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Over the past few years, there has been significant growth in the use of more complex point of care laboratory devices.
Laboratory point of care (POC) testing at investigator sites has been part of clinical trials for many years. Perhaps the most obvious example is pregnancy testing. Investigators also perform glucose tests and oxygen concentration tests, via pulse oximeters, at their site. More recently, these tests can be performed at patient homes via innovative “connected” medical devices.
Over the past few years, there has been growth in the use of more complex POC laboratory devices in clinical trials. For example, devices have been deployed at investigator sites to screen and enroll a patient in a single visit, help reduce screen failure rates via a pre-screening step, and provide for results more rapidly than local labs.
Screen and enroll in a single visit-A therapeutic influenza study required patients to be diagnosed with influenza prior to enrollment. The sponsor was concerned that if patients went home after the screening visit to wait for lab results prior to enrollment, those patients who became sick might not be able to go back to the site to become enrolled. To solve this dilemma, an influenza A/B POC laboratory device was utilized at each investigator site to enable screening and enrolling in a single visit.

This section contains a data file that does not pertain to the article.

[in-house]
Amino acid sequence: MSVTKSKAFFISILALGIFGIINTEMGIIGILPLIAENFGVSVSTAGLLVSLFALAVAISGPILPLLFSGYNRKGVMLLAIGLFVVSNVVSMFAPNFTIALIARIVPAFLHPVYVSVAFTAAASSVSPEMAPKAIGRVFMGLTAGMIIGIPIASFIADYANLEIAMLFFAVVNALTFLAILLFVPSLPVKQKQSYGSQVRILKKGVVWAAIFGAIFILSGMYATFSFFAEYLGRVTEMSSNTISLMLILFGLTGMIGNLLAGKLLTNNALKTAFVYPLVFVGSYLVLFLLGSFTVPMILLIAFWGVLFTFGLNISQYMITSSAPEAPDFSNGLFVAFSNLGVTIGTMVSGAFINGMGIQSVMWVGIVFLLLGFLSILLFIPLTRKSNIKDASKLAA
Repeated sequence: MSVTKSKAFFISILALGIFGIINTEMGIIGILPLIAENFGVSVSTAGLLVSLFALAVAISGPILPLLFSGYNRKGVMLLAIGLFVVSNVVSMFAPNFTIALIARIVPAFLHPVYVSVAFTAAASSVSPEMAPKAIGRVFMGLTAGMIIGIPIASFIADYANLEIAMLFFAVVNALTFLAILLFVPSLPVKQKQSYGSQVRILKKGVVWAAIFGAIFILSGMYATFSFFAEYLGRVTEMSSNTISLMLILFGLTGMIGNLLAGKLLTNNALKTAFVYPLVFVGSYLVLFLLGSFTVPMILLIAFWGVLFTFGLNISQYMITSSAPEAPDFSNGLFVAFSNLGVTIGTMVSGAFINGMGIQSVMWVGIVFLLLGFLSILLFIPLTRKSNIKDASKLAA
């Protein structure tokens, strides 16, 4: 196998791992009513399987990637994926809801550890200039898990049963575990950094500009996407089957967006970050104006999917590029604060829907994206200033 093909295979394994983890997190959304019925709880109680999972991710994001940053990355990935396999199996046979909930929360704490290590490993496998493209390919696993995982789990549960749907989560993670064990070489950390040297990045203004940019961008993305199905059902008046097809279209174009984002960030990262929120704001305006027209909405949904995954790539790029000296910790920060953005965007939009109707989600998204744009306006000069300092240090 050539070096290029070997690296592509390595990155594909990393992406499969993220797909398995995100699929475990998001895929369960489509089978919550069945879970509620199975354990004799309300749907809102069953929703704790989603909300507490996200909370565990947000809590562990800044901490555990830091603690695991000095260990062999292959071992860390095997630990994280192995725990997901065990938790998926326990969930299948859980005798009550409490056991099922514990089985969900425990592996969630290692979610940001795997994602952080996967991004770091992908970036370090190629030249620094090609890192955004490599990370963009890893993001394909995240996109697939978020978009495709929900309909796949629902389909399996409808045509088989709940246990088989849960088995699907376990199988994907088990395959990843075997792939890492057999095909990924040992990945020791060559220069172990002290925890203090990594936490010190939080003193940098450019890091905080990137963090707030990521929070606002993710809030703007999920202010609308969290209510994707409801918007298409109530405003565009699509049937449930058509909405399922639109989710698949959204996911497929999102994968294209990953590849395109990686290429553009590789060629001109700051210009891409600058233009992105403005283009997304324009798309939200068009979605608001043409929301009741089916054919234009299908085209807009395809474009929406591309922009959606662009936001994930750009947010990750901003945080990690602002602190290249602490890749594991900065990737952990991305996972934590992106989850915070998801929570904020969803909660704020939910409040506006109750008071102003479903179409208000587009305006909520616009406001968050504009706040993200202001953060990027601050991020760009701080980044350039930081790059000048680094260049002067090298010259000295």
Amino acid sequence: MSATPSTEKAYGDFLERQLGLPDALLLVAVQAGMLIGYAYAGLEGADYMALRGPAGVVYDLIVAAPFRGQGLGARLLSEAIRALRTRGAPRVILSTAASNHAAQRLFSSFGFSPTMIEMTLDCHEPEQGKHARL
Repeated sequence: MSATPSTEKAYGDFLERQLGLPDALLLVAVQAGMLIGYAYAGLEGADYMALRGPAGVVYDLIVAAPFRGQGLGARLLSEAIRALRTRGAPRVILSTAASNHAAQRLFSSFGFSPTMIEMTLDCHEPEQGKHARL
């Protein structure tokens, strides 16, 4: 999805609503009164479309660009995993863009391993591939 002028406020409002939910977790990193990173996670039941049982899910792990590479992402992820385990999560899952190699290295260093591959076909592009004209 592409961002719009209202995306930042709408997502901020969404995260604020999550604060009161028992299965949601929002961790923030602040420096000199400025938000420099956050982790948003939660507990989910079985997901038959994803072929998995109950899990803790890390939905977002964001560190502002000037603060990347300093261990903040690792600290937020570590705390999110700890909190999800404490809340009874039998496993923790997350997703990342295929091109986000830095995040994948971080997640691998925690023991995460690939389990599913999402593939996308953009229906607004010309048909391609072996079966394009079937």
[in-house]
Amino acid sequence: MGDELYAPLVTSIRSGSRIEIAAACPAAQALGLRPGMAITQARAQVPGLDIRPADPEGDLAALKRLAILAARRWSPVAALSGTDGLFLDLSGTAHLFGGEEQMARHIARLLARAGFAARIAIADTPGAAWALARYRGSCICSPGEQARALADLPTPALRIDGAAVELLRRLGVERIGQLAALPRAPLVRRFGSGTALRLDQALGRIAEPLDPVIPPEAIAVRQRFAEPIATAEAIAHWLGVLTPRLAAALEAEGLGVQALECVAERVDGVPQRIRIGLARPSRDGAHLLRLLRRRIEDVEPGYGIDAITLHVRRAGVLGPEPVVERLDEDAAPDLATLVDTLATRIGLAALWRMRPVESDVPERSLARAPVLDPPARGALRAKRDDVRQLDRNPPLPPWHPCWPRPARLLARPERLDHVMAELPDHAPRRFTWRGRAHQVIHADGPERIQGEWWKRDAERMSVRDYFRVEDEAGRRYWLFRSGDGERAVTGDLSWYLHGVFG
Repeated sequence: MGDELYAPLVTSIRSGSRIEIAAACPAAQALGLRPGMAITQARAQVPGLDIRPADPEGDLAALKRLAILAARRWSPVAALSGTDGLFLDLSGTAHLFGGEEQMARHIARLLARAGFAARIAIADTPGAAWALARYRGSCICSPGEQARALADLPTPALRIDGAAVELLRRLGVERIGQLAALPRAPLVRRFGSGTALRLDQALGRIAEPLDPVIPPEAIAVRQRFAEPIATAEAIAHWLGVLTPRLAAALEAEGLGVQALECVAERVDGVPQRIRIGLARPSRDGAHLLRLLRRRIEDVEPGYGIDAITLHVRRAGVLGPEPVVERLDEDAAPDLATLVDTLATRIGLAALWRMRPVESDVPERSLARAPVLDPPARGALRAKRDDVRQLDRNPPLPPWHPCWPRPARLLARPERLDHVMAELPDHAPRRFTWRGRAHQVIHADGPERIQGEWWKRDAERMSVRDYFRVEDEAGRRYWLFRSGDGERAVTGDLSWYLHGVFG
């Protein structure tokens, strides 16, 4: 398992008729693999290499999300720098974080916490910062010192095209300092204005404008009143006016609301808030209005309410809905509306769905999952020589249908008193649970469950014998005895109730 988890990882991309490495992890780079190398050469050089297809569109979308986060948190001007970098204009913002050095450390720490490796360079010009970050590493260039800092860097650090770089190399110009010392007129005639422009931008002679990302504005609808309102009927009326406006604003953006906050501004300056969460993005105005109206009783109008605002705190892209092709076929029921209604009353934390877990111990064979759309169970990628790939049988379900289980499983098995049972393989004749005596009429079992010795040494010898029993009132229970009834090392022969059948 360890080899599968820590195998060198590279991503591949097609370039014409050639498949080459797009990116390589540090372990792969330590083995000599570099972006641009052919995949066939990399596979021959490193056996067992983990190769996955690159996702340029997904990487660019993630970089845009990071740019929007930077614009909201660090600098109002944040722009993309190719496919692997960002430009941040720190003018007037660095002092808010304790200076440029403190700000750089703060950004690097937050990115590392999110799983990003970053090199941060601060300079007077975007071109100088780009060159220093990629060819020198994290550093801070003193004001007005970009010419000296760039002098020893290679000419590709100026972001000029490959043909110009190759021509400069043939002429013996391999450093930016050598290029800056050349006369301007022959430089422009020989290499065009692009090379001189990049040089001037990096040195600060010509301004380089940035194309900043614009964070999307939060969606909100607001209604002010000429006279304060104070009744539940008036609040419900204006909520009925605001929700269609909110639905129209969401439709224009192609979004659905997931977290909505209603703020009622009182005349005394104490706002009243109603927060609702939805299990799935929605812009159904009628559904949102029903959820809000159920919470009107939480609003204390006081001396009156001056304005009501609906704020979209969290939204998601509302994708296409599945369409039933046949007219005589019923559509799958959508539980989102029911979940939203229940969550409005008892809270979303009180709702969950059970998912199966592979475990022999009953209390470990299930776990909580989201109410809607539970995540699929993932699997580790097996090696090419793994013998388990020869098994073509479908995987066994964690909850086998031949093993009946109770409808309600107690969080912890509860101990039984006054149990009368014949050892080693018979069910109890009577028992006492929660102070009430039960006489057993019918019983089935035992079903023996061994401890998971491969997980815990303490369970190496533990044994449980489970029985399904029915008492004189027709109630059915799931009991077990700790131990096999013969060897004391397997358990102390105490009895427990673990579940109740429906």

Reduce screen failure rates-A global chronic kidney disease trial used POC laboratory devices to test for estimated glomerular filtration rate (eGFR) and urine albumin-to-creatinine ratio (UACR) in a pre-screening step, which enabled subjects to be ruled out of a higher-cost screening process, ultimately reducing the screen failure rate.
Faster results-A rare disease study used a POC laboratory device to test for C-Reactive Protein (CRP) in order to rapidly identify patients who experienced ‘heart-attack-like’ symptoms but were not having a myocardial infarction. As soon as symptoms were experienced, the patients went to the investigator site for an assessment. The availability of faster results via the POC device helped reduce medical risks and provided a screening approach for the study.
In each of these cases, the POC laboratory devices were used for screening, but device data was not submitted to regulatory authorities. Instead, samples were sent in parallel to the central laboratory company (central lab), a clinical trial laboratory with globally harmonized laboratory systems and processes. The central lab produced lab reports for the clinical trial investigators and performed the data transfers to sponsors, who need the data for regulatory filings.